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Pembrolizumab Seems to be a New Immune Checkpoint Inhibitor Option for NSCLC, However is our Knowledge on Tumour Biomarkers Enough?

20 May 2015
Lung and other thoracic tumours
Pedro Nazareth Aguiar Jr, Ramon Andrade de Mello
Pedro Nazareth Aguiar Jr
Ramon de Mello

Lung cancer is one of the leading causes of cancer-related deaths around the world (1, 2). Despite the development of third-generation drugs combined with platinum compounds and different maintenance therapies, the overall survival achieved by cytotoxic agents was no longer than 15 months (3, 4).

Programmed cell death 1 (PD-1) is a negative costimulatory factor expressed on the surface of T-cells. It binds to one of its ligands; PD-L1 or PD-L2 expressed on the surface of neoplastic cells and inhibits a cytotoxic T-cell response. Several antibodies were developed against PD-1 or PD-L1 achieving enthusiastic results in NSCLC (durable response in approximately 20% of the patients) (5-7). Pembrolizumab is a monoclonal humanized IgG4 antibody against the PD-1 that has shown activity in different neoplasms including NSCLC.

KeyNote-001 is a large phase I trial evaluating different doses (2 mg or 10 mg per kilogram every 2 weeks) of pembrolizumab for the treatment of different neoplasms. In 2015 Garon et. al. published the results for NSCLC (8).

Interestingly, patients could be enrolled into the study despite their histology, previous treatment or PD-L1 status. Four hundred ninety five patients were included. The objective response rate was 19.4% and the median duration of response was 12.5 months. The median progression-free survival was 3.7 months and the median overall survival was 12.0 months. Pembrolizumab has shown a manageable toxicity profile with less than 10% of grade 3 or 4 adverse events and pneumonitis incidence of less than 4% with a severity of grade 3 to 5 in half the patients (8).

The most important question is: this treatment is indicated for whom?

In the KeyNote-001 trial, PD-L1 status was assessed by IHC and after a ROC curve it was adopted the cutoff of 50% and it was different from previous trials evaluating anti PD-1 therapies, which have adopted the cutoff of 5%. Nevertheless, the difference among PD-L1 positive and PD-L1 negative neoplasms was the largest ever shown (8).

The response rate was 46.8% among PD-L1 positive patients and 12.3% among PD-L1 negative patients. This difference was significant despite the presence or absence of previous treatment. The median progression-free survival and the median overall survival were better among PD-L1 positive patients (8).

Based on this study, pembrolizumab proved activity for NSCLC despite the presence of previous treatment, however, the main limitation of this study is that it had not any control arm to be compared to pembrolizumab. Moreover, it was not designed for any specific population (previous treated or untreated; PD-L1 positive or PD-L1 negative) and all these conclusions were made based upon subgroup analysis.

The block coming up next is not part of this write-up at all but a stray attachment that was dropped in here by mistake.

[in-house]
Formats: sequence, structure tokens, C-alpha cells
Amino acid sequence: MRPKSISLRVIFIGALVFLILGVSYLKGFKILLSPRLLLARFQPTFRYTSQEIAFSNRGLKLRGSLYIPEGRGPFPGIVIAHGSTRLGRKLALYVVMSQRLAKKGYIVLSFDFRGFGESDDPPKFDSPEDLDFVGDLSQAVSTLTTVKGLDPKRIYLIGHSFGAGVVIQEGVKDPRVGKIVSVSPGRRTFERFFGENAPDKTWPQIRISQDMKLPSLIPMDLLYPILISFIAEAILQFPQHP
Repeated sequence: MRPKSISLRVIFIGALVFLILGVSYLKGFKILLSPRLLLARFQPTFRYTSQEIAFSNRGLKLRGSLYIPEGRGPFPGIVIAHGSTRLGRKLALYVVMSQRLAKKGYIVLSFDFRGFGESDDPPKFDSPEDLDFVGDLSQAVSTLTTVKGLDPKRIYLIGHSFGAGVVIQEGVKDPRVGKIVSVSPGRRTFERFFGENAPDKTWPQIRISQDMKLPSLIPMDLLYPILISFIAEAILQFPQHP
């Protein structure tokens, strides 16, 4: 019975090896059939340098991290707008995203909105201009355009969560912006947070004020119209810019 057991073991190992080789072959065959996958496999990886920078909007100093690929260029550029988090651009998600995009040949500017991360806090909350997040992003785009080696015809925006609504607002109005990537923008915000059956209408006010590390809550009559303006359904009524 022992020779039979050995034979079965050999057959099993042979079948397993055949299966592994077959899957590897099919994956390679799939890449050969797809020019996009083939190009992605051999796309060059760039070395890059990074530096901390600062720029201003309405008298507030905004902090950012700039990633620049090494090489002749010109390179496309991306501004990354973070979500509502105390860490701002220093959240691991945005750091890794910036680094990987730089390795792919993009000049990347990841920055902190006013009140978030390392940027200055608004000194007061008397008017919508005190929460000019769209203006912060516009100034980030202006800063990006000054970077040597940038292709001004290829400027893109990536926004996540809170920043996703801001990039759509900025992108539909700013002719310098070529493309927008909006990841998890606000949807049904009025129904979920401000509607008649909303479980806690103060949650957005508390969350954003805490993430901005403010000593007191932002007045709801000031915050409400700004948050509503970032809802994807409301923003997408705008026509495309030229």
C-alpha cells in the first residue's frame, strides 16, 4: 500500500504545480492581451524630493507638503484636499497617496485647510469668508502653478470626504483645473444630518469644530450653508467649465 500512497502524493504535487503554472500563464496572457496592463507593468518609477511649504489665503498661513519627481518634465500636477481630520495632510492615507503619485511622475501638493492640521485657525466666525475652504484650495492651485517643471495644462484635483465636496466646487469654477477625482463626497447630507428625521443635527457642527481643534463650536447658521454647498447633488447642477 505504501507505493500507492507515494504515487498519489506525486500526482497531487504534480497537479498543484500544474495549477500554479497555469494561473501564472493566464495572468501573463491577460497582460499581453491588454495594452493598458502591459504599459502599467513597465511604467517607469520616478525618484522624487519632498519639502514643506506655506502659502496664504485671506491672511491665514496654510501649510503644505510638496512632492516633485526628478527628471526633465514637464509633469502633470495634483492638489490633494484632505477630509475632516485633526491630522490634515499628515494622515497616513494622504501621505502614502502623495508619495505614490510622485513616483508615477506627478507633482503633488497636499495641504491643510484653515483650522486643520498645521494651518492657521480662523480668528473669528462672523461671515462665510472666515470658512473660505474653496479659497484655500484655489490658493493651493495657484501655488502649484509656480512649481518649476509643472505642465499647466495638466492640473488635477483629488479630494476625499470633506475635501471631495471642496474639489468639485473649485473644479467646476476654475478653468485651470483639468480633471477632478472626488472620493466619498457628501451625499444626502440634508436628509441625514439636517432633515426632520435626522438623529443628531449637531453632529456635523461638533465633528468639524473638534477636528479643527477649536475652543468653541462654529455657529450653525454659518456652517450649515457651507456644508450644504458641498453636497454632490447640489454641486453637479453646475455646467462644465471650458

Discussion questions

  1. Is PD-L1 a feasible biomarker for anti PD-1 activity?
  2. If the above is true, what is the best cutoff value?
  3. Would it be reasonable to approve pembrolizumab for clinical use after the findings of the present article?
  4. If the above is true, which is the population that would achieve the largest benefit?


  1. GLOBOCAN 2012: Estimated Cancer Incidence, Mortality and Prevalence Worldwide in 2012 [Internet]. 2012. Available from: http://globocan.iarc.fr/Pages/fact_sheets_population.aspx.
  2. Parkin DM, Bray F, Ferlay J, Pisani P. Global cancer statistics, 2002. CA Cancer J Clin. 2005;55(2):74-108.
  3. Gerber DE, Schiller JH. Maintenance chemotherapy for advanced non-small-cell lung cancer: new life for an old idea. J Clin Oncol. 2013;31(8):1009-20.
  4. Leighl NB. Treatment paradigms for patients with metastatic non-small-cell lung cancer: first-, second-, and third-line. Curr Oncol. 2012;19(Suppl 1):S52-8.
  5. Topalian SL, Hodi FS, Brahmer JR, Gettinger SN, Smith DC, McDermott DF, et al. Safety, activity, and immune correlates of anti-PD-1 antibody in cancer. N Engl J Med. 2012;366(26):2443-54.
  6. Brahmer JR, Tykodi SS, Chow LQ, Hwu WJ, Topalian SL, Hwu P, et al. Safety and activity of anti-PD-L1 antibody in patients with advanced cancer. N Engl J Med. 2012;366(26):2455-65.
  7. Rizvi NA, Mazières J, Planchard D, Stinchcombe TE, Dy GK, Antonia SJ, et al. Activity and safety of nivolumab, an anti-PD-1 immune checkpoint inhibitor, for patients with advanced, refractory squamous non-small-cell lung cancer (CheckMate 063): a phase 2, single-arm trial. Lancet Oncol. 2015;16(3):257-65.
  8. Garon EB, Rizvi NA, Hui R, Leighl N, Balmanoukian AS, Eder JP, et al. Pembrolizumab for the Treatment of Non-Small-Cell Lung Cancer. N Engl J Med. 2015.
Last update: 20 May 2015

The authors have no conflict of interest to declare.

The content of this article reflects the personal opinion of the author and is not necessarily the official position of the European Society for Medical Oncology.

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